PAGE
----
The government is considering moving up its mid-August withdrawal from the Gaza Strip (search), senior government officials said Thursday, after a three-day protest against the pullout was thwarted but tied up tens of thousands of security forces.

Vice Premier Ehud Olmert (search), Prime Minister Ariel Sharon's point man on the Gaza evacuation, said he would favorably consider moving up the pullout date in light of the mass protest. Israel sent 20,000 police and soldiers to block demonstrators from marching to the Gaza settlements to reinforce the settlers there.

"This confrontation saps a great deal of energy, disrupts the lives of all of the country's residents, doesn't lead to any advantage. So I would definitely weigh [an earlier withdrawal] favorably," Olmert told Israel Radio (search).

Israeli officials might discuss moving up the pullout with U.S. Secretary of State Condoleezza Rice, according to another senior government official who spoke on condition of anonymity because no decisions have been made.

He said there were no legal obstacles to moving up the pullout "but there are other problems —— logistic problems, coordination [with the Palestinians], evaluation of the situation to minimize friction, and Palestinian terror."

The evacuation originally was to have begun in mid-July, but was pushed back to mid-August, ostensibly out of consideration for the religious Jews observing a three-week mourning period — beginning Sunday — for the destruction of the biblical Jewish Temples. Critics said the pullout was delayed because the government was far behind in its preparations.

Palestinian Prime Minister Ahmed Qureia said he hoped Rice's visit, which begins Thursday, would trigger a "comprehensive diplomatic process," with Israel's pullout from Gaza as the first step.

Rice hurriedly scheduled her trip here last week as a 5-month-old truce began falling apart amid a new wave of violence that threatened to freeze efforts for Israel to coordinate its Gaza pullout with the Palestinians.

Rice was to meet with Israel Foreign Minister Silvan Shalom on Thursday night, Sharon on Friday and Palestinian leader Mahmoud Abbas on Saturday.

She planned to make a direct appeal to the Israelis and Palestinians to put down violence and remain committed to a peaceful withdrawal of Israeli troops and settlers, and act as a go-between to resolve last-minute snags.

The standoff between security forces and pullout opponents began Monday after as many as 30,000 protesters converged on the southern Israeli farming village of Kfar Maimon with the goal of marching into nearby Gaza, in defiance of a government order banning nonresidents from entering.

But rings of soldiers and police preventing them from leaving for the Gaza settlements, where they had hoped to reinforce the thousands of settlers living there and make the pullout more complex.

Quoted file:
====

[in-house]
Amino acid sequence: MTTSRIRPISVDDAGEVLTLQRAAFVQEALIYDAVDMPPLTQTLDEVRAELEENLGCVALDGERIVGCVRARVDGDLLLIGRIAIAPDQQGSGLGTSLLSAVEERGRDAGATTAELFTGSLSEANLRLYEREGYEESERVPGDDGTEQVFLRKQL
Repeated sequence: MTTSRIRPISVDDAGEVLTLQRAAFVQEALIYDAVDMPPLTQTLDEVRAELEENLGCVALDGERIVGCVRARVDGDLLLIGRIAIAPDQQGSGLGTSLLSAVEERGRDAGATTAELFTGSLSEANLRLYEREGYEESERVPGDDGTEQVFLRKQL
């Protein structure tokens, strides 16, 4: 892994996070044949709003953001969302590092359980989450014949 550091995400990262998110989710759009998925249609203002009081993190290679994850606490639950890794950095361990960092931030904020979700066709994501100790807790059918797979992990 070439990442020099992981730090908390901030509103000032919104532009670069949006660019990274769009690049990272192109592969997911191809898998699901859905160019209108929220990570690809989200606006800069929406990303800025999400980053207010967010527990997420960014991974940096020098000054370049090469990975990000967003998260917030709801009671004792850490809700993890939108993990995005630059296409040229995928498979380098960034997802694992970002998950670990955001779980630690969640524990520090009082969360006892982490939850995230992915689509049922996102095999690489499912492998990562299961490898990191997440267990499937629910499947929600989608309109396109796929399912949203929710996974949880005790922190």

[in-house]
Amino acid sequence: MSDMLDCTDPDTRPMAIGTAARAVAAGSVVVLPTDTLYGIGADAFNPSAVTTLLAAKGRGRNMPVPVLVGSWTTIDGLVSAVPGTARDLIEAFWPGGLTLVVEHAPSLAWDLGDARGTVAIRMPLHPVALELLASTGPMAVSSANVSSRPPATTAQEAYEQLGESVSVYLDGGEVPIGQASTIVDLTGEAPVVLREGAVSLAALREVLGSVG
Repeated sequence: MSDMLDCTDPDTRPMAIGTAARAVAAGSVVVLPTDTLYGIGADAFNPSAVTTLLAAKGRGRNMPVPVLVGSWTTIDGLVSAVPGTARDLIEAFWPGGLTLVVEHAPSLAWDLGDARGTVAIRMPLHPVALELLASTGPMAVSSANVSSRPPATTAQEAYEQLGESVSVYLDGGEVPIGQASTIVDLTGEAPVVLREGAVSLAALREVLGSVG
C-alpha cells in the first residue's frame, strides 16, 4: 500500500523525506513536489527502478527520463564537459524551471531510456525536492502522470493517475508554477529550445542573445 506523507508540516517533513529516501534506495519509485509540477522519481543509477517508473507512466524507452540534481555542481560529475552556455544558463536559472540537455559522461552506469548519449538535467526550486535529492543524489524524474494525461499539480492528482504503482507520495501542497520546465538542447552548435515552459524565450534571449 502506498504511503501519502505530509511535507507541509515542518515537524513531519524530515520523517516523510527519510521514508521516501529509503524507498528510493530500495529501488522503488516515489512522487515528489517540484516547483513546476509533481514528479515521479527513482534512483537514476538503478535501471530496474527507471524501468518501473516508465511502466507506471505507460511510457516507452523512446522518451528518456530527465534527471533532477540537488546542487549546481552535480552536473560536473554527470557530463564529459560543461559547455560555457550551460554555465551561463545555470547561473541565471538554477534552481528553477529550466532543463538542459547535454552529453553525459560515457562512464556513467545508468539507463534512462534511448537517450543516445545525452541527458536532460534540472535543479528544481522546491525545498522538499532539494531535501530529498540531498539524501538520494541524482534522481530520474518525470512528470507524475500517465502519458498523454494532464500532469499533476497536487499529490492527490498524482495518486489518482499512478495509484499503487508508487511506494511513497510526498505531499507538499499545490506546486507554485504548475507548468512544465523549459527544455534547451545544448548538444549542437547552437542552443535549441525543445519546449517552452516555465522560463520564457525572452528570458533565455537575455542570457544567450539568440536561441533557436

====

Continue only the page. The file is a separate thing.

Pullout opponents gave up their protest and by late Thursday morning, only an estimated 200 to 300 remained and were preparing to board buses out of the area, police spokesman Avi Zelba said.

The fizzled protest was a severe setback for the settlement movement, but settler leader Bentsi Lieberman said Thursday withdrawal opponents would infiltrate Gaza "little by little" instead of in a mass march.

Pullout opponents have been quietly smuggled into Gaza's Gush Katif settlement bloc in the middle of the night in recent days and have been moving into new protest tent camps.

Settlers offered conflicting estimates of how many have made it into Gaza since the area was declared a closed military zone last week, with Lieberman putting it in the hundreds and a spokeswoman for the settlers' umbrella group, the Yesha Settlers Council, putting it at 2,000.

"We haven't finished," said Yesha spokeswoman Emily Amrusy said. "The process we began Monday will continue throughout the next month, continuously, in waves — and not as a one-time thing."

Police Commissioner Moshe Karadi estimated that dozens, not hundreds, have entered unauthorized. Military sources estimated 500 to 600 nonresidents are currently living in the settlement bloc, but said most entered before the closure.

The military said it beefed up security at the main crossing into Gush Katif. Some 250 anti-pullout activists were arrested overnight — most for trying to breach the closed military zone, and a few for trying to cut the fence around the territory, Zelba said.

Meanwhile, a boy was killed in the Gaza town of Khan Younis when a homemade rocket that Palestinian militants tried to fire at Israeli targets flew out of control and hit a house, Palestinian security officials said.